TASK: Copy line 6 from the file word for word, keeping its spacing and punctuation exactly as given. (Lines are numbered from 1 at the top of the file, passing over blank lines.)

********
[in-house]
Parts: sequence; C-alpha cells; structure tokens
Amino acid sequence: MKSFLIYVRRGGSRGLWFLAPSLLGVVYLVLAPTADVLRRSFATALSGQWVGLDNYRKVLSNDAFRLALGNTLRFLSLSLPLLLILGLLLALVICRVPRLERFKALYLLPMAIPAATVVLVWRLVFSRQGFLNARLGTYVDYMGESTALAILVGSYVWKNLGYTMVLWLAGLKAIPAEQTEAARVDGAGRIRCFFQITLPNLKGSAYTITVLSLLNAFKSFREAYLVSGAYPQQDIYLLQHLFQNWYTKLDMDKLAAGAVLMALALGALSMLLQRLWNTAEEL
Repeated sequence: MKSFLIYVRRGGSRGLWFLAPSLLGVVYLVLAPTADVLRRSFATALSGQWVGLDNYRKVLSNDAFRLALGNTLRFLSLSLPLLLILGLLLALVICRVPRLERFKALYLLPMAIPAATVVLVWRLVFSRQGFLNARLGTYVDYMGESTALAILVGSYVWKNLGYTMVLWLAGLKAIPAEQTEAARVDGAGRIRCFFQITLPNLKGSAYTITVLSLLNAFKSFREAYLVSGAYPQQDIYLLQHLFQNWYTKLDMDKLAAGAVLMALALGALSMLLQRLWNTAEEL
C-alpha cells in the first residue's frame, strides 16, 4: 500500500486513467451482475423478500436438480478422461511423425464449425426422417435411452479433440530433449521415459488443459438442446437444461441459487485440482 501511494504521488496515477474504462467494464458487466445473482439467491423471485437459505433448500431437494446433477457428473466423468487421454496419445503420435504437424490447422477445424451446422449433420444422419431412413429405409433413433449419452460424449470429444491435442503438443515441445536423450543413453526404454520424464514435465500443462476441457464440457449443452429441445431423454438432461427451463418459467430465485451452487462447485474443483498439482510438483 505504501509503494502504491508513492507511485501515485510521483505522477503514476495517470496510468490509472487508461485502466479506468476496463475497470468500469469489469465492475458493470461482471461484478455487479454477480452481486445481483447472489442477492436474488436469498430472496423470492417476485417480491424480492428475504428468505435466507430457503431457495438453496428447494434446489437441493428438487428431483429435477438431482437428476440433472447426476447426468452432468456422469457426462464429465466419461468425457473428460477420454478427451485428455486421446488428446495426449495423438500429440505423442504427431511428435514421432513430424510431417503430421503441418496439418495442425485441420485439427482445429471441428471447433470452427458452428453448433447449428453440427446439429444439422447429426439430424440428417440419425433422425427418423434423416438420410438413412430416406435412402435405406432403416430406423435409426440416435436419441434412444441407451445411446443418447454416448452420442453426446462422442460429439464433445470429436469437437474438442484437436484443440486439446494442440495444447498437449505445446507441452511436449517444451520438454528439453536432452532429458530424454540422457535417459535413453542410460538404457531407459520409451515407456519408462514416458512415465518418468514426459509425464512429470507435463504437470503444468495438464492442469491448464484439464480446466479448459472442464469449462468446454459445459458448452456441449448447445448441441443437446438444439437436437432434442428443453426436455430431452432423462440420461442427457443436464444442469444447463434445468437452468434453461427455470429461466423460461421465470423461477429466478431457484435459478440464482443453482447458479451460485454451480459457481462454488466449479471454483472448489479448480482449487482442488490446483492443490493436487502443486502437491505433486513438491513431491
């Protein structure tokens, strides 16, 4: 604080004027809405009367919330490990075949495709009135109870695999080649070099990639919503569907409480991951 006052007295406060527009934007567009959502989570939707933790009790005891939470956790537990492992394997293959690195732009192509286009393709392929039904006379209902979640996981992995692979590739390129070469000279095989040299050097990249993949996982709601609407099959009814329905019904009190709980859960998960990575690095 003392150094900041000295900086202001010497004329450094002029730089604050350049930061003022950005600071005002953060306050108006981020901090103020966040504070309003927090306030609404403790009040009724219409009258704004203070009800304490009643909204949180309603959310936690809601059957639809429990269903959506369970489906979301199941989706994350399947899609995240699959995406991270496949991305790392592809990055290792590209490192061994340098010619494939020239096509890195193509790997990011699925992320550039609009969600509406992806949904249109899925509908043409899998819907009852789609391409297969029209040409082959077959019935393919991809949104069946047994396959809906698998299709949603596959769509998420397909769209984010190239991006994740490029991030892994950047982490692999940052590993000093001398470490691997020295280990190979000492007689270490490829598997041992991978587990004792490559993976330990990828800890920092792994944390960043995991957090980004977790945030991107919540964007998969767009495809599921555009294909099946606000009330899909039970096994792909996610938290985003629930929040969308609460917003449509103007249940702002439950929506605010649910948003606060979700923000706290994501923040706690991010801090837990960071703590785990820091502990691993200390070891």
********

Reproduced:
């Protein structure tokens, strides 16, 4: 604080004027809405009367919330490990075949495709009135109870695999080649070099990639919503569907409480991951 006052007295406060527009934007567009959502989570939707933790009790005891939470956790537990492992394997293959690195732009192509286009393709392929039904006379209902979640996981992995692979590739390129070469000279095989040299050097990249993949996982709601609407099959009814329905019904009190709980859960998960990575690095 003392150094900041000295900086202001010497004329450094002029730089604050350049930061003022950005600071005002953060306050108006981020901090103020966040504070309003927090306030609404403790009040009724219409009258704004203070009800304490009643909204949180309603959310936690809601059957639809429990269903959506369970489906979301199941989706994350399947899609995240699959995406991270496949991305790392592809990055290792590209490192061994340098010619494939020239096509890195193509790997990011699925992320550039609009969600509406992806949904249109899925509908043409899998819907009852789609391409297969029209040409082959077959019935393919991809949104069946047994396959809906698998299709949603596959769509998420397909769209984010190239991006994740490029991030892994950047982490692999940052590993000093001398470490691997020295280990190979000492007689270490490829598997041992991978587990004792490559993976330990990828800890920092792994944390960043995991957090980004977790945030991107919540964007998969767009495809599921555009294909099946606000009330899909039970096994792909996610938290985003629930929040969308609460917003449509103007249940702002439950929506605010649910948003606060979700923000706290994501923040706690991010801090837990960071703590785990820091502990691993200390070891």